Neil Rasmus/ Neil Rasmus/
By Phil Wahba
December 8, 2015

Target (TGT) has opened a 16,000 square-foot “retail spectacle” in New York’s trendy Chelsea district in time for the Christmas rush, including 10 holiday-themed displays that blend the digital and the in-person shopping experience. It’s not just fun and games: the installation aims to test future ways it will sell its wares to customers.

Shoppers at Wonderland, as Target calls the installation, can get their picture superimposed on a giant Etch-A-Sketch, watch their children play in a ball pit next to gigantic replica of the Lego pirate ship, and pose for a selfie with Target’s Bullseye terrier mascot, among other diversions. More importantly for Target, they can also spend money and give insights into how their shopping behavior is changing.

Neil Rasmus/ Neil Rasmus/

When visitors, or as Target calls them, “guests,” enter Wonderland, they get a target sign to wear around the neck that includes an RFID (radio frequency identification) tag, allowing them to make purchases. As visitors pass various displays and see something they want, they can scan the code on the product. Later, once they are ready to exit, they check out and pay for those items, without having had to haul them around. At the end is a chimney through which Santa’s arsm hands off their packages.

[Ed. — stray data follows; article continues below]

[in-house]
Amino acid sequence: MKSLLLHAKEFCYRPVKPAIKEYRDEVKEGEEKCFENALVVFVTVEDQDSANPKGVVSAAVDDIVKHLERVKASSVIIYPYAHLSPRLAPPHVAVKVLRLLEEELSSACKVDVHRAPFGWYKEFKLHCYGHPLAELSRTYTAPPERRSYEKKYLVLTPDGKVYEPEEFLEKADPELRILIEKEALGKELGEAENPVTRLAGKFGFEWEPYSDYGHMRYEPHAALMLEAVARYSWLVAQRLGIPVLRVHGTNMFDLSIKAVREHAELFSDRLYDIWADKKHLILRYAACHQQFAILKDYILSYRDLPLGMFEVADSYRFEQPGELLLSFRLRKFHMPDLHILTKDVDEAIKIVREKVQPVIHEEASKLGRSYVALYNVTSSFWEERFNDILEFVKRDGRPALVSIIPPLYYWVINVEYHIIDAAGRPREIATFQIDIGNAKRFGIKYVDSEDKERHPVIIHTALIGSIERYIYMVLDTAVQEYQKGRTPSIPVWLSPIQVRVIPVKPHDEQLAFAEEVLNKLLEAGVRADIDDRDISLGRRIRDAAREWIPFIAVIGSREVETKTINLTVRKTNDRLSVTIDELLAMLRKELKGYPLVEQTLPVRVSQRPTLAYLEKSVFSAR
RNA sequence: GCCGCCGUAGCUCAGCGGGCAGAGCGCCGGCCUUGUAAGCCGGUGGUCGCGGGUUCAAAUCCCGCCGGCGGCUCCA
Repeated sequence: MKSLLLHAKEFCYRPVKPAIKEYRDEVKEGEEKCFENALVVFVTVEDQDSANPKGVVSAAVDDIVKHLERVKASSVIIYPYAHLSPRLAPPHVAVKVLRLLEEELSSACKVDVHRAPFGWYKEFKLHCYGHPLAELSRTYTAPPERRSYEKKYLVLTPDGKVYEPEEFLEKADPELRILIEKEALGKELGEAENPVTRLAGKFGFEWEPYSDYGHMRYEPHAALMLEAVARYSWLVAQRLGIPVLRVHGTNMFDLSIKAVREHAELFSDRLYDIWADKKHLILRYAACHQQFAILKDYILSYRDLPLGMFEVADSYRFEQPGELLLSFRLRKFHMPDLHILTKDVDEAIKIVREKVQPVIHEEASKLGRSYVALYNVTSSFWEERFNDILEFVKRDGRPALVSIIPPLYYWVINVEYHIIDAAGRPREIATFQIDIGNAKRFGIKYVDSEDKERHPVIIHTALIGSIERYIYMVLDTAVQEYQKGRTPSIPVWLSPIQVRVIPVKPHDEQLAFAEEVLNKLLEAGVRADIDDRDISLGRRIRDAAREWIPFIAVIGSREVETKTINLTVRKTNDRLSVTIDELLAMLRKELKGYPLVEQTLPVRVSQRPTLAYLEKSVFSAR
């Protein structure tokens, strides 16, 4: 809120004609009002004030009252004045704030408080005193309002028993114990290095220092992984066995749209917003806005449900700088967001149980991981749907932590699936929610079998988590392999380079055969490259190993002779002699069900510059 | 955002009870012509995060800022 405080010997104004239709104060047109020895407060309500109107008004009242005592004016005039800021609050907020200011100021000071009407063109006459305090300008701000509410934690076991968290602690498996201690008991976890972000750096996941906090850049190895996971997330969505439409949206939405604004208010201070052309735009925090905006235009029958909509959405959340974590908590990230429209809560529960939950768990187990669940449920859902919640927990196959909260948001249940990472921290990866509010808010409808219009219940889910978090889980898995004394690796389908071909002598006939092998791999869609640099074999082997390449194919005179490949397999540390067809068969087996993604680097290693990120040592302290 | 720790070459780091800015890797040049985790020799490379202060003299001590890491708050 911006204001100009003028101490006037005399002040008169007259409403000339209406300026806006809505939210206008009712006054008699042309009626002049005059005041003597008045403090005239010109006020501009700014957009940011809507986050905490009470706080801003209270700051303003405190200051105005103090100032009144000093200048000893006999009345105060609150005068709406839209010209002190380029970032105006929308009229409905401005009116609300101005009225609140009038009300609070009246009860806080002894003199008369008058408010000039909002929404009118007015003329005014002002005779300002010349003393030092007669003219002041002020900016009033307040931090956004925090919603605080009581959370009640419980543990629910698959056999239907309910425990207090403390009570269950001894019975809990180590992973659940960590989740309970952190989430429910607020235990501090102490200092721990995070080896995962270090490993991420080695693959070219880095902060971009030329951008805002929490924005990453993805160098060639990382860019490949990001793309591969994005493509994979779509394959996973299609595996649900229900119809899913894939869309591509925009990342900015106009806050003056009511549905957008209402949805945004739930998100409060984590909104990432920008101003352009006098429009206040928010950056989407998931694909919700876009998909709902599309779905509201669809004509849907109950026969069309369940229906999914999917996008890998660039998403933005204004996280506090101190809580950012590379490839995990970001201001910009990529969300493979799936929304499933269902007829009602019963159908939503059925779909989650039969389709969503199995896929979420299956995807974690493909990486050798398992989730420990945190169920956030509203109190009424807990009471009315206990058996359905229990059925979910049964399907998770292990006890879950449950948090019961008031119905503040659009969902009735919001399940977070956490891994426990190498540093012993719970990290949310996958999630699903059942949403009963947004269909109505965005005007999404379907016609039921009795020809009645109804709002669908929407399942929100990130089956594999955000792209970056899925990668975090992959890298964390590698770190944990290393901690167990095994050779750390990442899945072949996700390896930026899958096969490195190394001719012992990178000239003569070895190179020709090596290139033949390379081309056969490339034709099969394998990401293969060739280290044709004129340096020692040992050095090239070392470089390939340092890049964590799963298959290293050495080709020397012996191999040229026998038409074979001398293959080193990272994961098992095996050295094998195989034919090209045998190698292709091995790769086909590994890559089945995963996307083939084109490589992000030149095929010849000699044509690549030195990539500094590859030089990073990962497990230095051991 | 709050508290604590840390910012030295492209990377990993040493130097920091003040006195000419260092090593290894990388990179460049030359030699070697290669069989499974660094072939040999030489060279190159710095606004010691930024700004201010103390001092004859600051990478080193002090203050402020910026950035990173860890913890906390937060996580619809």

Neil Rasmus/ Neil Rasmus/

Target’s Chief Marketing Officer, Jeff Jones, told Fortune that Wonderland is what he imagines Willy Wonka, Dr. Seuss and Santa Claus would come up with if asked to create a Christmas store.

But more seriously, Jones recognizes that Target can’t set up such lavish installations at 1,800 stores, which would be expensive and that anyway people aren’t interested in “spectacle” when buying staples like diapers and underwear.The idea of offering more in-store experience for special merchandising and making it easy for customers to shop without being bogged down by carts is part of what Target is testing in a bid to offer a differentiated shopping experience.

As Fortune reported in September, Target is currently testing new shopping concepts and next generation in-store experiences, which include the use of robots.

Wonderland is hardly the first time Target uses New York City as its muse. The retailer has a long tradition of tapping Gotham’s hipness to spur its own, ranging from having models scale Rockefeller Center in 2005 for a fashion show, to building a life-size dollhouse in Grand Central Station, to having a Christmas pop up store on a boat (USS Target) moored in the Hudson River a few years ago. Wonderland opens on Wednesday through December 22nd.


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